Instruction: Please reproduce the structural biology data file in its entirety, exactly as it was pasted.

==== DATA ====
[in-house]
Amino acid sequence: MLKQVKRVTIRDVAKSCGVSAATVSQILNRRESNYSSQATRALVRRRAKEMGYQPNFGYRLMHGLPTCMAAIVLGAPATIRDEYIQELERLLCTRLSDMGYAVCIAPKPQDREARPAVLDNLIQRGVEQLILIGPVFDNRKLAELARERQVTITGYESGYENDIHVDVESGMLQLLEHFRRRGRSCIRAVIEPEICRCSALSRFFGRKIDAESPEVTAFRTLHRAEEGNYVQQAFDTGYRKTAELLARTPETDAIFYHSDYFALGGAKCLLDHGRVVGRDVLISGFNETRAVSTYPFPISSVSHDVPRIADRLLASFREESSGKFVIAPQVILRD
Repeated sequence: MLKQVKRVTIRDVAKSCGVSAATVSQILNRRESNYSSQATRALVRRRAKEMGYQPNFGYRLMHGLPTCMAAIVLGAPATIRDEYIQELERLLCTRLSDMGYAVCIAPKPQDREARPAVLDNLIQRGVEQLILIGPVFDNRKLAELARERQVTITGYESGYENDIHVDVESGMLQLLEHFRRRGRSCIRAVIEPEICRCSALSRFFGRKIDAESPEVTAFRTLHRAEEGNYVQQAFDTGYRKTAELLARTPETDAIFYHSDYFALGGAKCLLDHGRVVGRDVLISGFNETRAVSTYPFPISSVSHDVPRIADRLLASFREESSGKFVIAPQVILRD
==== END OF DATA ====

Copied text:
[in-house]
Amino acid sequence: MLKQVKRVTIRDVAKSCGVSAATVSQILNRRESNYSSQATRALVRRRAKEMGYQPNFGYRLMHGLPTCMAAIVLGAPATIRDEYIQELERLLCTRLSDMGYAVCIAPKPQDREARPAVLDNLIQRGVEQLILIGPVFDNRKLAELARERQVTITGYESGYENDIHVDVESGMLQLLEHFRRRGRSCIRAVIEPEICRCSALSRFFGRKIDAESPEVTAFRTLHRAEEGNYVQQAFDTGYRKTAELLARTPETDAIFYHSDYFALGGAKCLLDHGRVVGRDVLISGFNETRAVSTYPFPISSVSHDVPRIADRLLASFREESSGKFVIAPQVILRD
Repeated sequence: MLKQVKRVTIRDVAKSCGVSAATVSQILNRRESNYSSQATRALVRRRAKEMGYQPNFGYRLMHGLPTCMAAIVLGAPATIRDEYIQELERLLCTRLSDMGYAVCIAPKPQDREARPAVLDNLIQRGVEQLILIGPVFDNRKLAELARERQVTITGYESGYENDIHVDVESGMLQLLEHFRRRGRSCIRAVIEPEICRCSALSRFFGRKIDAESPEVTAFRTLHRAEEGNYVQQAFDTGYRKTAELLARTPETDAIFYHSDYFALGGAKCLLDHGRVVGRDVLISGFNETRAVSTYPFPISSVSHDVPRIADRLLASFREESSGKFVIAPQVILRD